verifying lockout or tag out

Verifying Lockout or Tag out Electrically Safe Status

Lockout or Tag-out procedures indicates steps that electricians must follow to remove power from an electrical circuit or panel to lock out and tag the circuit panel, for no one to re-energize it while there is a work in progress.

This is especially important for the increasing number of specialty contracts, ranging from health inspectors to thermographers that we have today. These contracts must work around electrical panels and exposed circuits, which exposes them to various safety risks. With this, contractors or anyone else who may be exposed to live voltages should, therefore:

  • Have a full understanding of lockout/tag-out procedures
  • Learn how to verify that power has been removed before they begin any form of work, especially if live circuits may be nearby

Additionally, contractors should also always carry a non-contact voltage detector to confirm and check if their work environment is safe from exposure to live circuits or conductors. Non-contact detectors are relatively affordable and industrial models such as the Fluke 1AC are safety rated up to 1000 volts AC.

About lockout/tag-out

Industry standards like the NFPA 70E, Standard for Electrical Safety in the Workplace, published by the National Fire Protection Association sites Lockout/Tag-out electrical disconnect principles and procedures. Specifically, NFPA 70E requires everyone working on exposed conductors and circuit components operating at 50 volts and up to be properly trained in using lockout/tag-out devices and procedures to ensure their safety. The document also indicates specific circumstances when working on live circuits is permitted and also sets approach boundaries for both qualified and unqualified personnel.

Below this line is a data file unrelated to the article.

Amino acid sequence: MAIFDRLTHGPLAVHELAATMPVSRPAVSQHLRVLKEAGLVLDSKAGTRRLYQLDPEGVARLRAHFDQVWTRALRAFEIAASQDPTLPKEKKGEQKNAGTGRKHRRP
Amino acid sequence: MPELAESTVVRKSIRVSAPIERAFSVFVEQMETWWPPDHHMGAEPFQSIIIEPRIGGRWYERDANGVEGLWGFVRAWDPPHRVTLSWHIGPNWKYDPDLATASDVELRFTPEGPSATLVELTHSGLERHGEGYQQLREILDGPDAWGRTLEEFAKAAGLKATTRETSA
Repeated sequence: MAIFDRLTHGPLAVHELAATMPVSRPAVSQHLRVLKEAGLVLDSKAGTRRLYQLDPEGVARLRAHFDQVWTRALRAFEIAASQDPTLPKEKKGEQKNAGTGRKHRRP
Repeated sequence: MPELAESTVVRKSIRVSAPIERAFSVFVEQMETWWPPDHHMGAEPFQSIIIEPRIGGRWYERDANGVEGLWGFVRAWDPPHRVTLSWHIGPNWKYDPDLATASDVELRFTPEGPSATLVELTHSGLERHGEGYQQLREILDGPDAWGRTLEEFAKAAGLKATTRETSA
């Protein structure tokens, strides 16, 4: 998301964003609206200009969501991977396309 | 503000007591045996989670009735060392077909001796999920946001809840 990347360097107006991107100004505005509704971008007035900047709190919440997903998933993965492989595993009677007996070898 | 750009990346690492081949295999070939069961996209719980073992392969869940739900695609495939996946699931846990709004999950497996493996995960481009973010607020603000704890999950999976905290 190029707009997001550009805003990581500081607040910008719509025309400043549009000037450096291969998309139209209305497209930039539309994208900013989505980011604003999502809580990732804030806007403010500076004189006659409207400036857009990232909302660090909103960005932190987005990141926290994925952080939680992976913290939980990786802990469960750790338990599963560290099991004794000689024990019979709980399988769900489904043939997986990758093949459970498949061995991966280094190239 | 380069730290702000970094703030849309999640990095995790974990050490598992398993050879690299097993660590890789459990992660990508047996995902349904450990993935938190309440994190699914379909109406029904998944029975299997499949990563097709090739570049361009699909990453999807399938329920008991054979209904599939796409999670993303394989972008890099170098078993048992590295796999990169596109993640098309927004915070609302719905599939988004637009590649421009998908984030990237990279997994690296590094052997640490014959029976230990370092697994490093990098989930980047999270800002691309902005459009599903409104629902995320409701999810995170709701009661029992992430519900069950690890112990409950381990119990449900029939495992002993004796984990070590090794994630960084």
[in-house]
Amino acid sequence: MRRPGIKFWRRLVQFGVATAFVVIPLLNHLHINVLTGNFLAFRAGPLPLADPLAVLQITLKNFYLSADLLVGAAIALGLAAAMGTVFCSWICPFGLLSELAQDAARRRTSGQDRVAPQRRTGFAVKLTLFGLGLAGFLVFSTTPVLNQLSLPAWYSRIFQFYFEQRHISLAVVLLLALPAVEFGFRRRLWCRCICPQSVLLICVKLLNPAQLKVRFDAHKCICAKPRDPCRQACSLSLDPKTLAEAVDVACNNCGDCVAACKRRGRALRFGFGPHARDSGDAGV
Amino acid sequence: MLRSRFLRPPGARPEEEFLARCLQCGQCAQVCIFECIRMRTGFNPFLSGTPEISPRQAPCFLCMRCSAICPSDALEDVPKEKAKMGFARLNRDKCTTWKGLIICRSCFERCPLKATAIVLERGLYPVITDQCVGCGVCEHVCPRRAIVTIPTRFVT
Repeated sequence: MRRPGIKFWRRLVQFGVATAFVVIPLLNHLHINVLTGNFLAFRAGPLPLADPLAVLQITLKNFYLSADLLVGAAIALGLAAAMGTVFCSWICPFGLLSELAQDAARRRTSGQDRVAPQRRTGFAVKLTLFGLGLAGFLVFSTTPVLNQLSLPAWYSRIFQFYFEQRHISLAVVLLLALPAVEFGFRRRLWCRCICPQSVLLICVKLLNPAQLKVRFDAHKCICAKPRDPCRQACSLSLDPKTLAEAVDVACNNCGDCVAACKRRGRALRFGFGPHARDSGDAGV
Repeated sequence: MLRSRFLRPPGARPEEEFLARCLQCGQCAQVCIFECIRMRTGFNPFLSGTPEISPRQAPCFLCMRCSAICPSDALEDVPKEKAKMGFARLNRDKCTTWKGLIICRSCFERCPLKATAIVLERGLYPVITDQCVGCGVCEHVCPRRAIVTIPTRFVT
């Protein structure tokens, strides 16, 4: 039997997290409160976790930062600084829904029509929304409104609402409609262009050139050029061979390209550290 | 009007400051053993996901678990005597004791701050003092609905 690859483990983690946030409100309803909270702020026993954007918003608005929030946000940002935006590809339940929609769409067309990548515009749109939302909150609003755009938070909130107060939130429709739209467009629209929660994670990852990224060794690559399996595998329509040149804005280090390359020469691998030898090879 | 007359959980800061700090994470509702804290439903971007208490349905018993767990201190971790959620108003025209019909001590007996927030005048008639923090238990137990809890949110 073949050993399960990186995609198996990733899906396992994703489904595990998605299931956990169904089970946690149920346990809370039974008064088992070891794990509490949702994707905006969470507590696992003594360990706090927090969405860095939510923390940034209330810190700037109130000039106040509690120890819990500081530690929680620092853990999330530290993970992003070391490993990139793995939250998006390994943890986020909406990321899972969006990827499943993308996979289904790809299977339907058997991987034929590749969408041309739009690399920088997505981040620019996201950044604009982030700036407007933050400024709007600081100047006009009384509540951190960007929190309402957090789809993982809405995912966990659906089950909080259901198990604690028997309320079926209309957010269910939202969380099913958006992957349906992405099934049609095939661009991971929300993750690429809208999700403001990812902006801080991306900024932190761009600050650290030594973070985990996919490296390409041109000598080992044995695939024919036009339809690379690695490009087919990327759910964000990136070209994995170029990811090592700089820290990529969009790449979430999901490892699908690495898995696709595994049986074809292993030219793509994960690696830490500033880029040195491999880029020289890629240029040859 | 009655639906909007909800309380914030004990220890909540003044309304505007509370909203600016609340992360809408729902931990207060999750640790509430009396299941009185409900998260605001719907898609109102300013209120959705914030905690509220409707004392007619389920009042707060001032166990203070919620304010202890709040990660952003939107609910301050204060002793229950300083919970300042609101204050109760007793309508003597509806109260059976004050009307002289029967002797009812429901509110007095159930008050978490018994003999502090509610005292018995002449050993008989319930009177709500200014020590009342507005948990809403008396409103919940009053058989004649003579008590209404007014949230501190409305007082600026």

Standard lockout/tag-out process (Conducted by the electrician)

  • Open disconnecting device(s) for each source of power supply.
  • Visually verify that all blades of the disconnecting devices are fully open or that circuit breaker is in the fully disconnected position
  • Use a voltage detector to verify that the circuit/panel is de-energized

Verifying lockout/tag out (Conducted by the non-electrician)

  • Visually verify that applied lockout/tag-out devices were applied by the electrician in accordance with a documented and established policy and that he/she has declared the area or equipment electrically safe.
  • Test your voltage detector on a known live circuit to make sure that it’s working
  • Use your voltage detector to test the surrounding equipment cabinets and circuit panels (covers, not wiring) to ensure that everything is de-energized or grounded

Only after the area has been declared electrically safe should you:

Test each phase conductor or circuit breaker for the absence of voltage. The wand should read no live electricity on each test.

After each test, re-check the voltage detector wand on the known live circuit. It is essential to note that you can only begin work once you’ve completely verified the absence of voltage in the area to ensure safety.

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